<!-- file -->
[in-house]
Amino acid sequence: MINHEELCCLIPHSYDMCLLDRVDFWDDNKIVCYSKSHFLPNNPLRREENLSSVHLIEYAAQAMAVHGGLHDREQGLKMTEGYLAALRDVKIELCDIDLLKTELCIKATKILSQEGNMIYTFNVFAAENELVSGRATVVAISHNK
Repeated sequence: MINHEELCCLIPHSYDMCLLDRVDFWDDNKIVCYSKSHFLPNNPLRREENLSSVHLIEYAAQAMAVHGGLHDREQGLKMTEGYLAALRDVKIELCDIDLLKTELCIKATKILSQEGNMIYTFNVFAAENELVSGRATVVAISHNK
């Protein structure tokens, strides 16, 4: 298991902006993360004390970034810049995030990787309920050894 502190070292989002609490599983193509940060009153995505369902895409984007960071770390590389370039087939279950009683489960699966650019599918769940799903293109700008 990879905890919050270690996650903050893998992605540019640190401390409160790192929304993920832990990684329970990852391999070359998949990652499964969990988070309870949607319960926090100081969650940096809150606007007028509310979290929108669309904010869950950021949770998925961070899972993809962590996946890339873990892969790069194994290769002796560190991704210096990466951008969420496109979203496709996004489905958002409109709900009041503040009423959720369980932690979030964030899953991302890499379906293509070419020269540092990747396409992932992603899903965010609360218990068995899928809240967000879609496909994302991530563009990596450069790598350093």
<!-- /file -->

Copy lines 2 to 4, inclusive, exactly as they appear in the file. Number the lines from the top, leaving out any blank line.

Amino acid sequence: MINHEELCCLIPHSYDMCLLDRVDFWDDNKIVCYSKSHFLPNNPLRREENLSSVHLIEYAAQAMAVHGGLHDREQGLKMTEGYLAALRDVKIELCDIDLLKTELCIKATKILSQEGNMIYTFNVFAAENELVSGRATVVAISHNK
Repeated sequence: MINHEELCCLIPHSYDMCLLDRVDFWDDNKIVCYSKSHFLPNNPLRREENLSSVHLIEYAAQAMAVHGGLHDREQGLKMTEGYLAALRDVKIELCDIDLLKTELCIKATKILSQEGNMIYTFNVFAAENELVSGRATVVAISHNK
């Protein structure tokens, strides 16, 4: 298991902006993360004390970034810049995030990787309920050894 502190070292989002609490599983193509940060009153995505369902895409984007960071770390590389370039087939279950009683489960699966650019599918769940799903293109700008 990879905890919050270690996650903050893998992605540019640190401390409160790192929304993920832990990684329970990852391999070359998949990652499964969990988070309870949607319960926090100081969650940096809150606007007028509310979290929108669309904010869950950021949770998925961070899972993809962590996946890339873990892969790069194994290769002796560190991704210096990466951008969420496109979203496709996004489905958002409109709900009041503040009423959720369980932690979030964030899953991302890499379906293509070419020269540092990747396409992932992603899903965010609360218990068995899928809240967000879609496909994302991530563009990596450069790598350093």